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New in In vivo (page 3 of 6)
Oct 28, 2011 | 11:26 AM CDT
By: Katie Anderson (Schaefer), Cosmetics & Toiletr…
Today, product formulation goes hand in hand with efficacy testing, but nearly 40 years ago, when Sergio Nacht, PhD, started out in the personal care industry, it was a different story. Throughout his decades in personal care, Nacht has developed methodologies that have allowed the personal care industry to establish efficacy of a product and convey this to the consumer. He has also been instrumental in the increased efficacy of personal care products through sustained release.
May 24, 2011 | 10:54 AM CDT
TRI/Princeton is offering a benchmarking study on the rinsing of shampoos and conditioners to allow manufacturers a lower cost option for product testing, as compared with individual tests.
May 02, 2011 | 02:12 PM CDT
By: K. Bazela, PhD; R. Debowska, PhD; B. Tyszczuk;…
Although cellulite is not considered a disease, it is a significant cosmetic problem for many post-adolescent women. Recent studies using new diagnostic techniques such as ultrasound imaging can define the cellulite-reducing efficacy of cosmetics. However, there is still a need to standardize and objectify the testing procedures and to find parameters to measure anti-cellulite efficacy.
Apr 06, 2011 | 10:53 AM CDT
By: Katie Schaefer, Cosmetics & Toiletries magazin…
Noninvasive subcutaneous skin imaging is a tool sought for use by the medical, pharmaceutical and personal care industries, but techniques have been lacking due to resolution and speed constraints.
Mar 02, 2011 | 03:58 PM CST
By: Marc Pissavini and Olivier Doucet, Coty-Lancas…
Methods for determining SPF in vivo are based on a biological response by human skin. To overcome intrinsic variation in these methods, large numbers of volunteers and statistics are required; however, these concepts are often poorly understood or worse, misinterpreted. This article discusses how these values should be interpreted and explains what they mean to formulators.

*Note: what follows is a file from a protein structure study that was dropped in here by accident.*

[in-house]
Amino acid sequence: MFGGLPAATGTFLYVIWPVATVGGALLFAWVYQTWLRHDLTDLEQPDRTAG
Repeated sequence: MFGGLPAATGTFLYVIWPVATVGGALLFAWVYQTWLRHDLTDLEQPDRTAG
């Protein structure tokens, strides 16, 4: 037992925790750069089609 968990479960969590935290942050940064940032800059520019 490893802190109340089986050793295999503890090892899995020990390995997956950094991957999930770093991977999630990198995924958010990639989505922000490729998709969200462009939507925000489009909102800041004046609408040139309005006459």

Feb 23, 2011 | 11:00 AM CST
Jannick Rolland, PhD, an optics professor at the University of Rochester in New York, has developed an optical probe equipped with a liquid lens that takes images under the skin’s surface without the use of invasive procedures.
Jul 14, 2010 | 09:25 AM CDT
Cosmetic companies have borrowed quality control methods from other industries that have product attributes such as color, gloss and texture down to a science. Specialized in such areas, X-Rite has developed tools to enable cosmetic companies to predict future color trends as well as set standards by which future cosmetics will be benchmarked.
Apr 30, 2010 | 12:40 PM CDT
By: Leigh A. Belcher, Carl F. Muska, PhD, and Jose…
In the present article, the authors assess the skin irritation and sensitization potential of 1,3-propanediol (INCI: Propanediol). Results in animals and humans by acute or repeat exposure support a low potential of skin reactivity for the material. In addition, the skin reactivity potential in humans was found to be lower with 1,3-propanediol than 1,2-propanediol (INCI: Propylene Glycol).
Mar 30, 2010 | 01:39 PM CDT
By: Sara Farahmand, PhD, University of Cincinnati …
While previous algorithms for predicting the skin absorption of permeants was based on in vitro data, the present article proposes a quantitative structure-activity relationship (QSAR) model based on in vivo human data. Here, a set of human in vivo data is described that provides entry into predicting the penetration of cosmetic ingredients.
Mar 16, 2010 | 05:21 PM CDT
By: Johann W. Wiechers, PhD, JW Solutions
Six questions from Michael Shermer’s Baloney Detection Kit have been discussed in this series. The results were not flattering for cosmetic science (read: cosmetic scientists) but cosmetic science did not score badly on all points. Questions seven and eight, described here, discriminate true science from borderland science and non-science or nonsense.